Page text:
Creating a Patient-Centered State-of-the-Art EnvironmentREAL ESTATE: New Office Brings Welcome Upgrades to Services Monday, August 27, 2012
Along with continuing high-level laser therapy to treat patients who have nerve damage and consequently chronic pain, Song said PainCare plans to start a smoking cessation program with a low-level laser sometime after their move is complete. While the high-level laser therapy uses laser light on patients’ point of pain to help them heal, the low-level laser therapy uses acupuncture points in the ear, face and hands to release the body’s endorphins, epinephrine and serotonin to stop the craving for nicotine, Song said.
Song said that a nonsurgical decompression machine is one of the newer pieces of equipment that will be moving with them to the new office. Song said the machine essentially pulls the vertebrae apart to create a negative pressure on the disc in the back or the neck.
“It helps with the fluid exchange of that disc and it also helps re-absorb that disc back to the normal state, eventually healing it,” he said.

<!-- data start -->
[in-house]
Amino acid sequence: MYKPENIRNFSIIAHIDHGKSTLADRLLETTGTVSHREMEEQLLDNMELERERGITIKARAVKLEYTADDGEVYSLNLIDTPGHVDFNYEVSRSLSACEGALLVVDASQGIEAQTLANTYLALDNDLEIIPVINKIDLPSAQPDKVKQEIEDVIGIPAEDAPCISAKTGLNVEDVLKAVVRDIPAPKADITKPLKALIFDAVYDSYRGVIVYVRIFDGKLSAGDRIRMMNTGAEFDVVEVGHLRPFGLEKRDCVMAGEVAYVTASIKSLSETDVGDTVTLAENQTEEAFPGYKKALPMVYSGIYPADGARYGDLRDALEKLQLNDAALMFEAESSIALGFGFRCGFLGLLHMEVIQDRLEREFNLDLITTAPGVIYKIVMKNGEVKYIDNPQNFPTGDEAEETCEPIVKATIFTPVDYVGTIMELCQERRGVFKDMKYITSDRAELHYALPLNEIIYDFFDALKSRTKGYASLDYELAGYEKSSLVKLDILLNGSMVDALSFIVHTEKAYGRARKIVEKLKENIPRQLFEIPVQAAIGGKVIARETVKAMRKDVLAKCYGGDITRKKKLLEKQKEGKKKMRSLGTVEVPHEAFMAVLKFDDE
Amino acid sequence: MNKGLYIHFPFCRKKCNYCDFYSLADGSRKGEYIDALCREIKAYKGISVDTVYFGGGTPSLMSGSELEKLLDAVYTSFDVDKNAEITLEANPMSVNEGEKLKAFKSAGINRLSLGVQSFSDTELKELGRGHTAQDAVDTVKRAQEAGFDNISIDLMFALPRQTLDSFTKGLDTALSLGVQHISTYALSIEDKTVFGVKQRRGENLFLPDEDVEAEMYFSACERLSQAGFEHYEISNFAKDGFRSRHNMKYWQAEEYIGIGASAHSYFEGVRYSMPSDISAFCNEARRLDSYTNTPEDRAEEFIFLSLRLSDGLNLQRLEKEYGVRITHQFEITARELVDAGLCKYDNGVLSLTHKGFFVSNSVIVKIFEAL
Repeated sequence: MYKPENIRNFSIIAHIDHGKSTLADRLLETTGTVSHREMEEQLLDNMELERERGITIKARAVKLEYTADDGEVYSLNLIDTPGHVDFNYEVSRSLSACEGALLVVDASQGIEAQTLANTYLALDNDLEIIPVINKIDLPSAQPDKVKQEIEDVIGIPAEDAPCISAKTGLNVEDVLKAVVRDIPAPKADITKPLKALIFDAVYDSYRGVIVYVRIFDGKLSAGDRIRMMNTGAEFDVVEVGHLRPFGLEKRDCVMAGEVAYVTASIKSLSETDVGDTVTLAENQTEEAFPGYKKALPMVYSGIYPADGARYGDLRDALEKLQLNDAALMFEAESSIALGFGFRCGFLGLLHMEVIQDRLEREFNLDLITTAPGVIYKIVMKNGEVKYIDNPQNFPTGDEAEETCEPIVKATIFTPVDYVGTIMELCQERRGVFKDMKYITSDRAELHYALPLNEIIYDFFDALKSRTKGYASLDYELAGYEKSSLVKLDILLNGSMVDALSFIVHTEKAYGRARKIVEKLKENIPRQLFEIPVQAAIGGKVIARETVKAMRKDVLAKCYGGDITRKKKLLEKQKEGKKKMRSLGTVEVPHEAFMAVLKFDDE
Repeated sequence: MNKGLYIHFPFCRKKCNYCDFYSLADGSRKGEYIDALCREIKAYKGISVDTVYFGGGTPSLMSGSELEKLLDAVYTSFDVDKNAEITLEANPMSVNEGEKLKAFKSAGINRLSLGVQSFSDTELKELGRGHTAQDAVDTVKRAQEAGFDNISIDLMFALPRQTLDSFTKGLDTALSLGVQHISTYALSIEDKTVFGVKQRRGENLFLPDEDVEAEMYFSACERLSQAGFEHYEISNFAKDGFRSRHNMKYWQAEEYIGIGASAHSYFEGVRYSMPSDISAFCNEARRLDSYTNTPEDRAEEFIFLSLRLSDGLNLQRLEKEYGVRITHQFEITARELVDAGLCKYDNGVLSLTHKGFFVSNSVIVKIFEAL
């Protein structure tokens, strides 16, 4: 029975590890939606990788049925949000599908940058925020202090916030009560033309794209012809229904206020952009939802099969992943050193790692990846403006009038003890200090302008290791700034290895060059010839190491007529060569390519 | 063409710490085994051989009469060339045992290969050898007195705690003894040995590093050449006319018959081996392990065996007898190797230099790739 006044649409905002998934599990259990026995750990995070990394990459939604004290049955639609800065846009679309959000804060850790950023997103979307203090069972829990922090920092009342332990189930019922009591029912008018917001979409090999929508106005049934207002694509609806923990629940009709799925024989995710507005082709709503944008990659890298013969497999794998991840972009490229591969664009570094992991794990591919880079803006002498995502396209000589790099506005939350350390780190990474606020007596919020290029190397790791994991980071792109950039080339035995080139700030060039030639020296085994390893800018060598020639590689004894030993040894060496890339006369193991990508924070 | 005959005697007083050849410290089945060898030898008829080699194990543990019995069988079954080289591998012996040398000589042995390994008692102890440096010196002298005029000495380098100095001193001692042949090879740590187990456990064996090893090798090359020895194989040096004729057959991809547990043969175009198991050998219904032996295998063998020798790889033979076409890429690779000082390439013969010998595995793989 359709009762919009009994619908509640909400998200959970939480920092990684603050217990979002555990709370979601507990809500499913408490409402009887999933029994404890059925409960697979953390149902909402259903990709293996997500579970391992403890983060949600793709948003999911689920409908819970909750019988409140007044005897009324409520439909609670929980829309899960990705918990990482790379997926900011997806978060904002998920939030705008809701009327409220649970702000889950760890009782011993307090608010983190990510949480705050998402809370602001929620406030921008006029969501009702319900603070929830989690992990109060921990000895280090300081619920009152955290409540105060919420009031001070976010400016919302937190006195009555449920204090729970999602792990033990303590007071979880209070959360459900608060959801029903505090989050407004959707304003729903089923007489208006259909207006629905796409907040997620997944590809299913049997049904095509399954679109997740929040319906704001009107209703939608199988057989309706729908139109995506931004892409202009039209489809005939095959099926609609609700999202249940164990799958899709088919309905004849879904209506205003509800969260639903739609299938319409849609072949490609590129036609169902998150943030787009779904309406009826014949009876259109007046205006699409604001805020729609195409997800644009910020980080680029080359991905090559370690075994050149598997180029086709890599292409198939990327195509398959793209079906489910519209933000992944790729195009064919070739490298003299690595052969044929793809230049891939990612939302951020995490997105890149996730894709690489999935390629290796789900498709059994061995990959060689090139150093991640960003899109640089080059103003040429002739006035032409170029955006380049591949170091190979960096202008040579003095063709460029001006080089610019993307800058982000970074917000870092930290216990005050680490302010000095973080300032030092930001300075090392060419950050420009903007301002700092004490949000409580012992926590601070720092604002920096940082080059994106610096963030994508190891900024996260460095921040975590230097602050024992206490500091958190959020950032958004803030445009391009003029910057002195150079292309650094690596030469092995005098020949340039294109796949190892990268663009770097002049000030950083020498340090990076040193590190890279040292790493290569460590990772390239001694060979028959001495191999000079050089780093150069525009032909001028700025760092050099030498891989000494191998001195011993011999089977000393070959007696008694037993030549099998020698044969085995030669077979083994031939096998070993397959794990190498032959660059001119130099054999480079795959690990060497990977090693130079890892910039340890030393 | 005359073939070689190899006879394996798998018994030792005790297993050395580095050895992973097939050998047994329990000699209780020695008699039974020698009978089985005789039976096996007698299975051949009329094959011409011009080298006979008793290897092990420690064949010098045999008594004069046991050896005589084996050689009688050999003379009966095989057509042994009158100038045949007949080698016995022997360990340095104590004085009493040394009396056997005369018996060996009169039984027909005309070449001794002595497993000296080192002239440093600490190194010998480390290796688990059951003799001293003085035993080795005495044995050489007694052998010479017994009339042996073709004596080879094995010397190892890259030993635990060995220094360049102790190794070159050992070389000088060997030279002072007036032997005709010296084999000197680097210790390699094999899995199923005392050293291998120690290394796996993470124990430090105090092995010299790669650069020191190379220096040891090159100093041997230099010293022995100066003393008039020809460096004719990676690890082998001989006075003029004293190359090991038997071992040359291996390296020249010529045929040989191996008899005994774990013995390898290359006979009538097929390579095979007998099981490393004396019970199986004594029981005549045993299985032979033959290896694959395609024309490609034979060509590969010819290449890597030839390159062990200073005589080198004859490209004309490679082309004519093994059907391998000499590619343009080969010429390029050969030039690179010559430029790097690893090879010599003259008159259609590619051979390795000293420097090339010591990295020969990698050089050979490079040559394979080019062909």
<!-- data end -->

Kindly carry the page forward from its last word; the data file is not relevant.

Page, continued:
While all of the equipment and procedures can seem daunting to a patient, Romeo says it’s her job to create a harmonious setting that promotes a sense of well-being. A waterfall in a niche of a wall in the reception area reflects Romeo’s environmental psychology and feng shui backgrounds and is intended to have a calming effect on patients.
“It will actually help them to breathe deeply and relax and let go of some of the stress they’re feeling when they walk through the door,” said Romeo, who incorporated as many green and clean options as the budget would allow.
Tying it all together will be a series of photographs taken with an electron microscope of various aspects of the body from red blood cells to skeletal muscles. Created by scientist Dennis Kunkel of Hawaii, Romeo said the bold artwork will give the staff an opportunity to speak to the patients about what they’re seeing and make connections with their own treatments.
“It develops a whole artwork scheme for the entire office so it’s cohesive, so there’s an artwork story that unfolds as the patient walks through the hallways,” Romeo said.